true freedom

Many countries annually exercise their freedom to literally change time. I experienced this timely change when I was in the US a few years ago. During my visit in the spring, I witnessed Daylight Savings Time—a national law that calls for all clocks to be set back by one hour. It’s designed to save energy, and it also leads to lighter mornings for children who are heading to school. Interesting!

Scripture & The Three Faiths of Jerusalem, Part III

The three faiths of Jerusalem: Judaism, Christianity, and Islam. All three believe that God has spoken . . . and that His words have been recorded in their holy scriptures. Where do these sacred writings agree—and where do they differ?

Shout Of Triumph

Recently I read about Aron Ralston, a hiker who was trapped alone at the bottom of a remote canyon. With scant hope of being found and his strength ebbing away, he had to take drastic measures to save his life. During a moment of excruciating pain, he shouted in agony and in victory, because he had freed himself and now had a chance to escape and live.

The Story of Two Kings: Herod & Jesus

At the center page of history, the small Jewish community of Bethlehem rested in the shadow of a man-made mountain. This looming fortress was built by Herod the Great, the notorious king of the Jewish people who tried to kill their long awaited messiah, after hearing rumors of his birth in Bethlehem. Mart De Haan and Jimmy De Young reflect on the contrast between Herod the Great and Jesus of Nazareth.

the rolling stone

Jesus was dead—witnessed by His executioners (Mark 15:37-39), confirmed by Pilate (Mark 15:44-45), and attested by two high-court judges who prepared His lifeless body for burial (Mark 15:43; John 3:1,19:38-39). Jesus was laid in a new tomb that had been carved out of rock. The entrance was sealed by an extremely large, round stone (Mark 15:46). It would take many strong men to move the 1- to 2-ton door. This troubled the women who had gone to anoint Jesus’ body: “Who will roll away the stone for us from the entrance to the tomb?” (Mark 16:3). They had worried unnecessarily, however. For the large stone “had already been rolled aside” (Mark 16:4), the work of an angel (Matthew 28:2).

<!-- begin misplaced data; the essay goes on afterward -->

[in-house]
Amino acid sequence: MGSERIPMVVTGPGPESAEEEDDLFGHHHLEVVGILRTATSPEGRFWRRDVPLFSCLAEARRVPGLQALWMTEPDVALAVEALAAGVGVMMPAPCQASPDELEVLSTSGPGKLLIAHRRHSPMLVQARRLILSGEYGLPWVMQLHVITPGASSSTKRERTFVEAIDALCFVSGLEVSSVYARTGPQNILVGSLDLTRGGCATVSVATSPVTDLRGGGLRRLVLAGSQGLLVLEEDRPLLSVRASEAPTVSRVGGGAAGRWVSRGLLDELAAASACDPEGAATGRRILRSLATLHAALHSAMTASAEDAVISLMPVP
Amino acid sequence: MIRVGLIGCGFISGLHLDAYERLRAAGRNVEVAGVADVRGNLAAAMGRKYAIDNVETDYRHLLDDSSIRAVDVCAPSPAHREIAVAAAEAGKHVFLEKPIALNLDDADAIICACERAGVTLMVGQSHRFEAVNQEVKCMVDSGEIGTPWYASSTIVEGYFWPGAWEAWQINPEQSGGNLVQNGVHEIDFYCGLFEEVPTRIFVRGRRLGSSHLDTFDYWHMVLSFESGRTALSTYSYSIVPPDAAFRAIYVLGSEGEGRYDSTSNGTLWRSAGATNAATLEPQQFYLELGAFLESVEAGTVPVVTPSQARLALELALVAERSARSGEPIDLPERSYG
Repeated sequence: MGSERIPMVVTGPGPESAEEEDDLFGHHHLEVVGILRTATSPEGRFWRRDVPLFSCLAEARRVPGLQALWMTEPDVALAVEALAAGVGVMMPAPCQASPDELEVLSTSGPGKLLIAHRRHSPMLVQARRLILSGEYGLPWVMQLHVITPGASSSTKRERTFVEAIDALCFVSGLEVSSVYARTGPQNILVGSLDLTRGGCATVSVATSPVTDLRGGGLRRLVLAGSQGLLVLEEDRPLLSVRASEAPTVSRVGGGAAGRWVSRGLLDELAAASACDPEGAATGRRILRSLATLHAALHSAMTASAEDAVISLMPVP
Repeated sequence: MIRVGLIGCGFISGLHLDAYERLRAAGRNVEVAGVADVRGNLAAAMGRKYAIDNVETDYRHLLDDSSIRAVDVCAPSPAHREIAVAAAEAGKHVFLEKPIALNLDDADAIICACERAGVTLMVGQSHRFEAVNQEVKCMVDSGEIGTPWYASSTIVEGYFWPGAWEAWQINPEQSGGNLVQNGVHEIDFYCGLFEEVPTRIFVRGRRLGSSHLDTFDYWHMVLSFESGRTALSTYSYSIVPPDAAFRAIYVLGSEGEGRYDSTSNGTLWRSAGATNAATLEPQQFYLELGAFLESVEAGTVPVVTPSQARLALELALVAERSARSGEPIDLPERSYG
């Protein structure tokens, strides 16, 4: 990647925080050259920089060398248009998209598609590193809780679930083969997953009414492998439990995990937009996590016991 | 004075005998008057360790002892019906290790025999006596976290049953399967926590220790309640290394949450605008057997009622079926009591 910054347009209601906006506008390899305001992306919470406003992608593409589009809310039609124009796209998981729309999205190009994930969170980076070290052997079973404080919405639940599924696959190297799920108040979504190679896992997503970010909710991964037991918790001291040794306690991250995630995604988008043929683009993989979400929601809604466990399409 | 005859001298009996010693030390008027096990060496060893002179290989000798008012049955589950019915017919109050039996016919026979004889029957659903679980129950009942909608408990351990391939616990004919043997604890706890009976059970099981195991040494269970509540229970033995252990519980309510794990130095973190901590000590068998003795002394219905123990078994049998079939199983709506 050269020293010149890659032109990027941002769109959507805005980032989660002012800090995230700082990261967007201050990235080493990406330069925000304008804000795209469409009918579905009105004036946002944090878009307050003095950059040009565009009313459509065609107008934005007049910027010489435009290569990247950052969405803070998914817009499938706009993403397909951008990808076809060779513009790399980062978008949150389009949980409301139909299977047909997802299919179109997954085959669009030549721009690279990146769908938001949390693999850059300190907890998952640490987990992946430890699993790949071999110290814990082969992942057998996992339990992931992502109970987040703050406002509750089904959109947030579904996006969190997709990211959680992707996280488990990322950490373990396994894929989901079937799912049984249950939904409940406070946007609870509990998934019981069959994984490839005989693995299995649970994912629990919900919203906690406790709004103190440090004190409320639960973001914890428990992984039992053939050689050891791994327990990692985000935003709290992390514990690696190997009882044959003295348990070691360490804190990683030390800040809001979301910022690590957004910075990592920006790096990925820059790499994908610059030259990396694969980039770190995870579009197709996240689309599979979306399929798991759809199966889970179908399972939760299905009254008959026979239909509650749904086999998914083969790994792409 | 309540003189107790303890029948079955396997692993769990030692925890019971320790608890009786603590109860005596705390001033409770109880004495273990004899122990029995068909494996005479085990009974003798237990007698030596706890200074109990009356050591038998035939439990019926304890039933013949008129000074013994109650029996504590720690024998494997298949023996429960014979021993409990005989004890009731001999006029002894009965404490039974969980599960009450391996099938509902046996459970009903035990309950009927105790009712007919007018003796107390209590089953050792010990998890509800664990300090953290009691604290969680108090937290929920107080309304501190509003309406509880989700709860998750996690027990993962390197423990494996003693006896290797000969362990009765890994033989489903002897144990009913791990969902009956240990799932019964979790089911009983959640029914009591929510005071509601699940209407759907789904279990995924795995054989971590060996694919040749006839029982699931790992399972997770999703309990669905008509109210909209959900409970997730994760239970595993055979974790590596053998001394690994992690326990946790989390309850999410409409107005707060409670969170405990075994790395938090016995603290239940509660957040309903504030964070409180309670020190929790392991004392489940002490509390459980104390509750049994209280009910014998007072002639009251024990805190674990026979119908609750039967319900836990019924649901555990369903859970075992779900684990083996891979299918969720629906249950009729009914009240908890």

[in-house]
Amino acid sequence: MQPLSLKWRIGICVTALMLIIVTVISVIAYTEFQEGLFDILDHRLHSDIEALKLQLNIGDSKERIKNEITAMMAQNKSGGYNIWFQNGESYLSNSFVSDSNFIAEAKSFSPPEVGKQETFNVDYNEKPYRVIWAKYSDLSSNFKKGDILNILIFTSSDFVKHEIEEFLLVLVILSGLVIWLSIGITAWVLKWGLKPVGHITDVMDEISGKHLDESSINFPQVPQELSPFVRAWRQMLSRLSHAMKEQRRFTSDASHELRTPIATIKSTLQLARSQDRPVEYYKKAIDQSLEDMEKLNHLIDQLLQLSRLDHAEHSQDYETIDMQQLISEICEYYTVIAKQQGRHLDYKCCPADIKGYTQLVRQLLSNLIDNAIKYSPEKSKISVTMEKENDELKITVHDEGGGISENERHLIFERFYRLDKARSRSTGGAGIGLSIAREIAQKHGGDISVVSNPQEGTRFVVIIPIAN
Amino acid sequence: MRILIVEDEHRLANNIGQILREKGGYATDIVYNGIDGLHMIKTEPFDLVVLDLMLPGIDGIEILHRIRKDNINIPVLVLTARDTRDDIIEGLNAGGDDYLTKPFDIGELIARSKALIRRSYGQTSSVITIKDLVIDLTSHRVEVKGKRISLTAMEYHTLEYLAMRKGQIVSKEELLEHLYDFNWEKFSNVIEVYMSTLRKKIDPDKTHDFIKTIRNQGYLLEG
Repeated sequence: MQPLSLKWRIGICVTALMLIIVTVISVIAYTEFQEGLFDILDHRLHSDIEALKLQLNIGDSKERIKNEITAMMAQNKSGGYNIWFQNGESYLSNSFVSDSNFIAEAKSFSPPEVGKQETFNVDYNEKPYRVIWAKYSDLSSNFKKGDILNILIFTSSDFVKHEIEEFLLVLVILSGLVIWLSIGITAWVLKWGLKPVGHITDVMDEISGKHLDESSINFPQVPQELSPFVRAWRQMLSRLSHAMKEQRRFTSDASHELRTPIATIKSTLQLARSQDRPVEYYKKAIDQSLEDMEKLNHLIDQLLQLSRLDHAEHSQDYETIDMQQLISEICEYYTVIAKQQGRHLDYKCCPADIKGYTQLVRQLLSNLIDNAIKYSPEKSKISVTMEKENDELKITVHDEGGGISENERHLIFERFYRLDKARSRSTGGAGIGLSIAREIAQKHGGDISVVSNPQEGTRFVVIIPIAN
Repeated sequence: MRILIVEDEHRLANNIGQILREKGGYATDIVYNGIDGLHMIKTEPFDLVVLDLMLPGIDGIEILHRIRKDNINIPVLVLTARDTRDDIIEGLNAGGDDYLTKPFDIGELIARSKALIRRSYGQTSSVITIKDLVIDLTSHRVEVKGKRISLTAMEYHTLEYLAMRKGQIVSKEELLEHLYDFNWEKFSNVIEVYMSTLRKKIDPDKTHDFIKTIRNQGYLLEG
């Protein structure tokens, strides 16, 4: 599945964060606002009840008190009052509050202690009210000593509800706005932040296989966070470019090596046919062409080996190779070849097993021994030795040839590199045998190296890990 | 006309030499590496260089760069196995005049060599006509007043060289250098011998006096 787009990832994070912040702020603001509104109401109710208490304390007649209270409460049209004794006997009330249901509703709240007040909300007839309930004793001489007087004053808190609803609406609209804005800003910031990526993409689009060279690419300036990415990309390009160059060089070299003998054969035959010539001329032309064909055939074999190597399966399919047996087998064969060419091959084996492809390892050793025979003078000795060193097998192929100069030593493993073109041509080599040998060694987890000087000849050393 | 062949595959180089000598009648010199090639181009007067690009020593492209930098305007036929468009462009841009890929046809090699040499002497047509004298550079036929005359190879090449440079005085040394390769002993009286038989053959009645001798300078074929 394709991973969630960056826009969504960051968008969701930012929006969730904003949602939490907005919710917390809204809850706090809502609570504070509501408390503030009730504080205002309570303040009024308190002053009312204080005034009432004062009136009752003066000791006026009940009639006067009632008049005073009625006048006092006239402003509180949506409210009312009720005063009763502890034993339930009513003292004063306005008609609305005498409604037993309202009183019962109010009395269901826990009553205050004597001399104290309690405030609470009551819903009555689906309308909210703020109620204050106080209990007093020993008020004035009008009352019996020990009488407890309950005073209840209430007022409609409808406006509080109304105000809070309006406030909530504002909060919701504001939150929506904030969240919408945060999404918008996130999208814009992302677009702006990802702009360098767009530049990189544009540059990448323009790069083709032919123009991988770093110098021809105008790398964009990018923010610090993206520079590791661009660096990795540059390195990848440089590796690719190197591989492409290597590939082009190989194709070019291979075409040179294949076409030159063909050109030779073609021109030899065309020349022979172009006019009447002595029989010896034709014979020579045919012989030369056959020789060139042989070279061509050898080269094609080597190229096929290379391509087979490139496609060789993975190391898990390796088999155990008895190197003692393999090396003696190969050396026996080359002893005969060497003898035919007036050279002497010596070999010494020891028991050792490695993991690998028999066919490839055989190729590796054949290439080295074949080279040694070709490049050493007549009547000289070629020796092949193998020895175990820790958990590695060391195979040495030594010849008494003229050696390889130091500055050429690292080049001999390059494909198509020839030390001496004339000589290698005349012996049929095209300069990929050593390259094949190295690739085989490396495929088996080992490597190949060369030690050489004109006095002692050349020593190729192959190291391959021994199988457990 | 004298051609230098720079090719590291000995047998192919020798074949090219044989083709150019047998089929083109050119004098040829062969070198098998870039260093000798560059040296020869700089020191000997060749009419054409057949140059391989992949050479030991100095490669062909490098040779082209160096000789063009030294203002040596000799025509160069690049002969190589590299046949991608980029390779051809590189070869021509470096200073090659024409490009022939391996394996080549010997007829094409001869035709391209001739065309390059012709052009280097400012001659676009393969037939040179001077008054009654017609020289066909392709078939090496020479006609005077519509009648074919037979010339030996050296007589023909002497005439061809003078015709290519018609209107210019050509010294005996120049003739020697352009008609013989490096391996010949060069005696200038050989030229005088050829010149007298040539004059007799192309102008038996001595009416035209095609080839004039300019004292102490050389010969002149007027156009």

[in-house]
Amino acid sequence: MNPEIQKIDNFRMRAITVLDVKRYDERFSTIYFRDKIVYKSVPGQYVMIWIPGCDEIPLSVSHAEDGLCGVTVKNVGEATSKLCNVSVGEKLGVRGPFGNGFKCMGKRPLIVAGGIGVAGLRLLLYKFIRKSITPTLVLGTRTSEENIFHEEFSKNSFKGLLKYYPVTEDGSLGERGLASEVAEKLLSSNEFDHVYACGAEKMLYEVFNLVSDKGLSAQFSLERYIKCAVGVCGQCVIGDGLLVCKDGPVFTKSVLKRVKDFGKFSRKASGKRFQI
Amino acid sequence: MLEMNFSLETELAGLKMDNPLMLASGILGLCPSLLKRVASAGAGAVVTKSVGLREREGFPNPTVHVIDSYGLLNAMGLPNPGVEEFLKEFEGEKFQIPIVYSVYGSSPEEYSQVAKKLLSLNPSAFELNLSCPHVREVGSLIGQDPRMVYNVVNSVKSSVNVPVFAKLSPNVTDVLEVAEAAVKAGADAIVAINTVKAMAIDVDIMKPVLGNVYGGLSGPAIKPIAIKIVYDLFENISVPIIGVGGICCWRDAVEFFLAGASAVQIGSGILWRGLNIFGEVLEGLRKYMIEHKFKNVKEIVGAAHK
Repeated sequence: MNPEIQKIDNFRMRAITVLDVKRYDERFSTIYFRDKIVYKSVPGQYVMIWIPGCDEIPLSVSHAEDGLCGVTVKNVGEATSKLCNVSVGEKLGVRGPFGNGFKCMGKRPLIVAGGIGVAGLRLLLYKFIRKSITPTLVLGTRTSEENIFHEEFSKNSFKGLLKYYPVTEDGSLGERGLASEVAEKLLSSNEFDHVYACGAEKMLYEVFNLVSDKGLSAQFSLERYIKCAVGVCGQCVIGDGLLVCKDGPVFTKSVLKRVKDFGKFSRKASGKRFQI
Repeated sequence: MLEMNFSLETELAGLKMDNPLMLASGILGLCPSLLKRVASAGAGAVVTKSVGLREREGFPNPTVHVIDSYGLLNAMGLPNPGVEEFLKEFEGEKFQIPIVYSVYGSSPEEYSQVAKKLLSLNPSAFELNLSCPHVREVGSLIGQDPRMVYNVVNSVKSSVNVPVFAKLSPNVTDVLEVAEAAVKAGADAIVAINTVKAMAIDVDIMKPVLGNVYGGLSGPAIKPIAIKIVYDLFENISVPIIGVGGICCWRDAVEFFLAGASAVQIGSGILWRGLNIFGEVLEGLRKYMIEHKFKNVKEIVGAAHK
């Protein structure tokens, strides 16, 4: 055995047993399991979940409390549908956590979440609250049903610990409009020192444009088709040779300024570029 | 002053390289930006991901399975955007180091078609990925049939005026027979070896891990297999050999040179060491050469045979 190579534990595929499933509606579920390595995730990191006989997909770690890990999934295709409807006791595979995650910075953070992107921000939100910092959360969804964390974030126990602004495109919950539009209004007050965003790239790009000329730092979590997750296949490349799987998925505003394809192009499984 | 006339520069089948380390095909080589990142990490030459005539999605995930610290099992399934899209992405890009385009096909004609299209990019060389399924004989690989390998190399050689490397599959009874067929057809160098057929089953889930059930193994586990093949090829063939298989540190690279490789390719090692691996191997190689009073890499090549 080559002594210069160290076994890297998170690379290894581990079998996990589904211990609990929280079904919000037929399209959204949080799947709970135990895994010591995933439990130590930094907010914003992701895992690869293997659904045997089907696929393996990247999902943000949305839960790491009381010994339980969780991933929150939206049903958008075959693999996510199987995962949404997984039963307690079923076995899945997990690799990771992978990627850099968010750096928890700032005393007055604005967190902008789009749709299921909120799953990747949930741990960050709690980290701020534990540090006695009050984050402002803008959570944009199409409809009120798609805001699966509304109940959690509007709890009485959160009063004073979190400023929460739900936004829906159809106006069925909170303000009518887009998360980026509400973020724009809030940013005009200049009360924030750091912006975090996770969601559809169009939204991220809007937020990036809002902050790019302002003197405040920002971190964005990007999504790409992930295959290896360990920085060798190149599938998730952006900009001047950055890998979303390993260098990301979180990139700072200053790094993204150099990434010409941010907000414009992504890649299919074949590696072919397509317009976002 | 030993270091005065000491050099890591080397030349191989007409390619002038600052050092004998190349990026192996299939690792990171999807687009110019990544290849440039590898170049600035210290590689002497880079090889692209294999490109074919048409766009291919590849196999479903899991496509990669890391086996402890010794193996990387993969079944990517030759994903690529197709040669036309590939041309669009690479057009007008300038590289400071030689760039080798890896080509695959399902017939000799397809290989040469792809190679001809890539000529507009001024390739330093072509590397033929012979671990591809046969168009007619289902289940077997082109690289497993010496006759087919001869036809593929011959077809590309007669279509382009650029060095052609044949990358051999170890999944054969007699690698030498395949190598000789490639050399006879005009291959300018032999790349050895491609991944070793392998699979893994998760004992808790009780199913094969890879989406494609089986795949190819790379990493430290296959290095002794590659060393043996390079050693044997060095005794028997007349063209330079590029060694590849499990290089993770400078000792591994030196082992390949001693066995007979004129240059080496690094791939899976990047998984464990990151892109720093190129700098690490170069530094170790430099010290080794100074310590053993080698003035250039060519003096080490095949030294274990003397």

When I Remember that He Died for Me

By theepaphroditus “Think of all the hostility He endured from sinful people; then you won’t become weary and give up.” (Hebrews 12:3 nlt) I am sure that for those of us who desire to live a holy life in a crooked and evil world, you have at some point in time feel very weak, tired, [...]

When I Remember that He Died for Me

By theepaphroditus “Think of all the hostility He endured from sinful people; then you won’t become weary and give up.” (Hebrews 12:3 nlt) I am sure that for those of us who desire to live a holy life in a crooked and evil world, you have at some point in time feel very weak, tired, [...]


September 2019: Christian Living